>> is worth reading & re-reading to get the implications as well as the
>> details:
>> http://blog.twitter.com/2012/07/our-approach-to-trust-safety-and.html
>>
>> S.
>>
>>
>> On 31 Jul 2012, at 21:24, Bernard Tyers - ei8fdb wrote:
>>
>> > -----BEGIN PGP SIGNED MESSAGE-----
>> > Hash: SHA1
>> >
>> > Hi Jillian,
>> >
>> > Thanks for explaining the details. Pardon my language but...FFS. This
>> is disgraceful.
>> >
>> > Adams used publicly available information like this:
>> http://www.linkedin.com/pub/gary-zenkel/3/569/126 and Twitter closed his
>> account?
>> >
>> > In which case, if I were Adams, I would release my legal attack hounds,
>> and sue Twitter under what ever legislation they could.  Anyone from the
>> EFF Legal want to comment?
>> >
>> > That is disgraceful. Another example of why I believe Twitters
>> self-censorship "internal struggle" earlier this year was an easy out for
>> them.
>> >
>> > I hope Adams doesn't take the usual "we're sorry" excuse thats trotted
>> out.
>> >
>> > Bernard
>> >
>> > On 31 Jul 2012, at 16:13, Jillian C. York wrote:
>> >
>> >> Bernard,
>> >>
>> >> Twitter's explanation was not that the statement was defamatory, but
>> that Adams had posted private information.  The email address he posted,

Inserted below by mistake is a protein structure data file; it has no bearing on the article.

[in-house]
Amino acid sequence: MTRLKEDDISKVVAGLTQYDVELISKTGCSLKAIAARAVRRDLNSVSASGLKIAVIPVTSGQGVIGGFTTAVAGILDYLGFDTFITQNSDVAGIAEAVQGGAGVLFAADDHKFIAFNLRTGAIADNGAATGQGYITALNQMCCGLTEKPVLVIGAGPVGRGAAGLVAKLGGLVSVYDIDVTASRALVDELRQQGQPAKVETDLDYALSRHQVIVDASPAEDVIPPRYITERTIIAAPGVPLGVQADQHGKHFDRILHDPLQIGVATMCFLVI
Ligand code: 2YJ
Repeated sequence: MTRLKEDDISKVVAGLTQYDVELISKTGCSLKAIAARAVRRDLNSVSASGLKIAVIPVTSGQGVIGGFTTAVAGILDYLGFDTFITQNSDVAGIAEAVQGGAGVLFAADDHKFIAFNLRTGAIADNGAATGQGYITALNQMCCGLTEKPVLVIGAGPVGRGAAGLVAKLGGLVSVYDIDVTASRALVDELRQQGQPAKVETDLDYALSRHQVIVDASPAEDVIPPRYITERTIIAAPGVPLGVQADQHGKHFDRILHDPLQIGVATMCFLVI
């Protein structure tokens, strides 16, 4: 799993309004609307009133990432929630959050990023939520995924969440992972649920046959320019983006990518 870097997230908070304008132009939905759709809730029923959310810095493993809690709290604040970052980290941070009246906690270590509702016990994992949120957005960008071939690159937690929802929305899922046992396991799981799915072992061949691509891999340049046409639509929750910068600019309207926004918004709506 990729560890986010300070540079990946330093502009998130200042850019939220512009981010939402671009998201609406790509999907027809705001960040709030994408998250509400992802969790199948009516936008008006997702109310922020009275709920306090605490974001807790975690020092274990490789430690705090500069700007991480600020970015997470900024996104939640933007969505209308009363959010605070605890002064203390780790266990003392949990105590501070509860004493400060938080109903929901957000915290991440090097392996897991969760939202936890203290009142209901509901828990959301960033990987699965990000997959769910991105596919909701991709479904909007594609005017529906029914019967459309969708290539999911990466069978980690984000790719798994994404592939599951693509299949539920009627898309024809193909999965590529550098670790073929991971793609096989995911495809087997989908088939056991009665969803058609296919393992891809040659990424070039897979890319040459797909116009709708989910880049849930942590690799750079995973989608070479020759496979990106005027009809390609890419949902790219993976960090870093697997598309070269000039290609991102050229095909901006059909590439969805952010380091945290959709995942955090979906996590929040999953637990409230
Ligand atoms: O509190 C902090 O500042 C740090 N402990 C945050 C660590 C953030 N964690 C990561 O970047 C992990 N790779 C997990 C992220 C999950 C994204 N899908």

>> however, is not private: it is available on NBC.com.  That's the entire
>> case.
>> >>
>> >> -Jillian
>> >>
>> >> On Tue, Jul 31, 2012 at 1:39 AM, Bernard Tyers - ei8fdb <
>> ei8fdb at ei8fdb.org> wrote:
>> >> -----BEGIN PGP SIGNED MESSAGE-----
>> >> Hash: SHA1
>> >>
>> >>
>> >> (Slightly devil's advocate/contrarian POV)
>> >>
>> >> Interesting story, and Adams probably has a case but it never ceases
>> to amaze me when people disconnect their "real world" brains from their
>> "Internet" brains.
>> >>
>> >> I would be the first person to complain if someone's free-speech was
>> taken away, however, if Adams has said anything defamatory in his Twitter
>> stream, then he is still bound by "real world" laws.
>> >>
>> >> Just because I say something defamatory or libellous about person X on
>> the Internet, doesn't mean that *IF* it's found that a "real-world" legal
>> process cannot be executed.